Fortunately, it turned out that the “hero” in Mr. Hero had a different origin than its typical funnybook usage, and the book was intended to be a lighthearted adventure strip with little relationship to mainstream mutant holocausts. According to Ed, I was the guy they wanted because they were in search of someone who a) could write characters who were recognizable human beings and b) wasn’t likely to indulge in the over-the-top teeth-gnashing sort of stuff that Marvel and Image were cranking out in those days. That kind of flattery works wonders; by the time I’d finished smiling over some terrific samples by Ted Slampyak, the artist they’d decided to hire for the book, they had themselves a writer. In fact, I’d agreed in principle to write not only Mr. Hero, but another book that would be scheduled later after the first wave of titles had been established.
Kate’s meeting had apparently gone equally well, and we were in a pretty lighthearted mood when we suited up for a big launch banquet sponsored by Tekno. I can’t remember everyone who was there at this point, and it’s easier now to remember those who couldn’t make it: Neil was away at some other function (his best recollection is that he was doing something at Minneapolis’ Mall of America), Nimoy was in L.A., Jakes was working in South Carolina, and of course Asimov had been dead for two years. The only person in attendance who’d actually generated any of the ideas the company would be working on was Mickey Spillane.
Spillane was one of those rare famous people who look just like themselves. He was 77 at the time, and still unmistakably the guy from those old book jackets and TV beer commercials. Hell, it wasn’t much of a stretch to recognize him from his portrayal of Mike Hammer in the 1963 The Girl Hunters. We should all age so well. And he was clearly having a lot of fun being the biggest celebrity in the room.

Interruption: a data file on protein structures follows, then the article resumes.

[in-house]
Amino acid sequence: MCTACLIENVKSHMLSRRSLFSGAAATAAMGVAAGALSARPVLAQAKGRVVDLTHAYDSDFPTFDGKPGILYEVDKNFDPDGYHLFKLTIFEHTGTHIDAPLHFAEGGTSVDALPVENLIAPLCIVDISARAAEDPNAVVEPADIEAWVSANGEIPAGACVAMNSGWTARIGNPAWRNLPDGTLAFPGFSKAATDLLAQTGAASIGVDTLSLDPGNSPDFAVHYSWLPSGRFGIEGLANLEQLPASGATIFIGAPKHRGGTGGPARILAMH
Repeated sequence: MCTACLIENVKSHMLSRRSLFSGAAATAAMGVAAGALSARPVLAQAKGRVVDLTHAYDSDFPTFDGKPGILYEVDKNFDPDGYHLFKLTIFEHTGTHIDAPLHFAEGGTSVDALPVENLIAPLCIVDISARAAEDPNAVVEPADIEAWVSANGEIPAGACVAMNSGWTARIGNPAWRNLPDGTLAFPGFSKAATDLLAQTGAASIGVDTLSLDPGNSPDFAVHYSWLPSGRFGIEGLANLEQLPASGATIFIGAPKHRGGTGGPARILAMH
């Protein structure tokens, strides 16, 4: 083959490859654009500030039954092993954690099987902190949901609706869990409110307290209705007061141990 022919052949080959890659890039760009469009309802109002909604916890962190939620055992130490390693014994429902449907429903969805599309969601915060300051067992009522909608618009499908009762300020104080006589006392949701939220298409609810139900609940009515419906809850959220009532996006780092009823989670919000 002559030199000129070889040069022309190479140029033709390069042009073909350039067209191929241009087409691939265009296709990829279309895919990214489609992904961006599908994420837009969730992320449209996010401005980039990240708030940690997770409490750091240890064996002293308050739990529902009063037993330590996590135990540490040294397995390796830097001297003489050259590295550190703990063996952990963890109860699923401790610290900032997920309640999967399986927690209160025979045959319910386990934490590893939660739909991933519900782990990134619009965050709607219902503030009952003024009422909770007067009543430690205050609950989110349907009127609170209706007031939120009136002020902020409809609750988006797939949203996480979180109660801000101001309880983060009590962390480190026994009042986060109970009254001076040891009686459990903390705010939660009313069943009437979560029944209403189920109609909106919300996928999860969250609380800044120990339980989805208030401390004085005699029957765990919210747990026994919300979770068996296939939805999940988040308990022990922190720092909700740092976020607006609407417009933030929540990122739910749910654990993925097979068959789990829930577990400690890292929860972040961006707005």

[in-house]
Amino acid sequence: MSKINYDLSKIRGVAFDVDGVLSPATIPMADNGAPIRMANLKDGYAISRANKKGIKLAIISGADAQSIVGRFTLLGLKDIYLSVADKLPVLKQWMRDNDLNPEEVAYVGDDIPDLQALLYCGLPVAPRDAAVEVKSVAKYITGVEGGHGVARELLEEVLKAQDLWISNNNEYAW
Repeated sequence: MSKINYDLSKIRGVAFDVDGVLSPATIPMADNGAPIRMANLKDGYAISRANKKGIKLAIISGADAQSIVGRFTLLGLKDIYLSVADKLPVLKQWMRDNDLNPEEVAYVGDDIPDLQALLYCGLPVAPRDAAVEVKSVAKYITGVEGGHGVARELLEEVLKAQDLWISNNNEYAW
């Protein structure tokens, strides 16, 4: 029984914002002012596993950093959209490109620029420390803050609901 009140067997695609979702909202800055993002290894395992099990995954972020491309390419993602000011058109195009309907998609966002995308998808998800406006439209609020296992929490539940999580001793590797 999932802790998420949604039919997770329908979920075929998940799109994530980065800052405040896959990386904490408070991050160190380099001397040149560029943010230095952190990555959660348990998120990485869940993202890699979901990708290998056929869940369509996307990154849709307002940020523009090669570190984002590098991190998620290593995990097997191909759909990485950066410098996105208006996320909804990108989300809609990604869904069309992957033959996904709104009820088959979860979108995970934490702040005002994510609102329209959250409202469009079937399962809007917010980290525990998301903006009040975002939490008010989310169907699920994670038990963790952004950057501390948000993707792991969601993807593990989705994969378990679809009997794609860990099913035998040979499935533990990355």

Seated next to him and hanging onto his every word was Max Allan Collins, who’d be adapting Spillane’s old aborted “Mike Danger” comics proposal into a hardboiled-dick-gets-transplanted-into-the-future-like-Buck Rogers series. Max had brought his family, including a young son who – rocking a bowl haircut and thick-rimmed glasses just like his dad – anticipated Austin Powers’ “Mini-me” by several years.
By this time, we’d learned that Tekno was part of a start-up outfit founded by Mitchell Rubenstein and Laurie Silvers, who had previously created and sold the Sci-Fi Channel. The two of them hosted the banquet, and there was a fair amount of snake oil served up during speeches in which we were told how brilliant we all were, how much money everybody was going to make, and – who knows? – maybe we’d all be celebrating one of these days on a lavish Tekno ocean cruise.
I think it was dangling the cruise at us that started Kate’s shoulders quivering – she spun a hell of a fantasy later about a Ship of the Damned whose passenger list of cartoonists and movie people slowly drove each other mad and devoured one another. As for me, I’d been spun pretty lies by self-styled producers more than once in the past – my favorite was the guy who wooed me for weeks to take a meeting about adapting one of my plays to film; when I finally agreed to have lunch with him, he asked me to meet him at Burger King. So I wasn’t so much amused as resigned to sitting through another litany of sky-high promises as the rite of passage to another job.
I spent a lot of time that night hypnotized by the back of Mickey Spillane’s neck. Seated at the table behind him, I couldn’t stop staring at the stevedorean roll of gristle that bulged out over his collar. This was not the neck of a guy likely to be easily led by big talk of cruises and amusement parks and Hollywood money. This was not the neck of a guy you wanted to screw with. I’d never been a fan of his work, but I found myself liking and being impressed by Spillane the man. With Mickey and his neck on our side, how badly could things go?
Unfortunately, Mickey and his neck eventually had to go home, leaving management with no one to impress but themselves. When bean counters confuse themselves with the talent, beware.
We hadn’t gone into our assignments starry-eyed, but – given the caliber of talent assembled – Kate and I had agreed that it would be a hell of a trick for management to screw this thing up.
As it turned out … It was easy.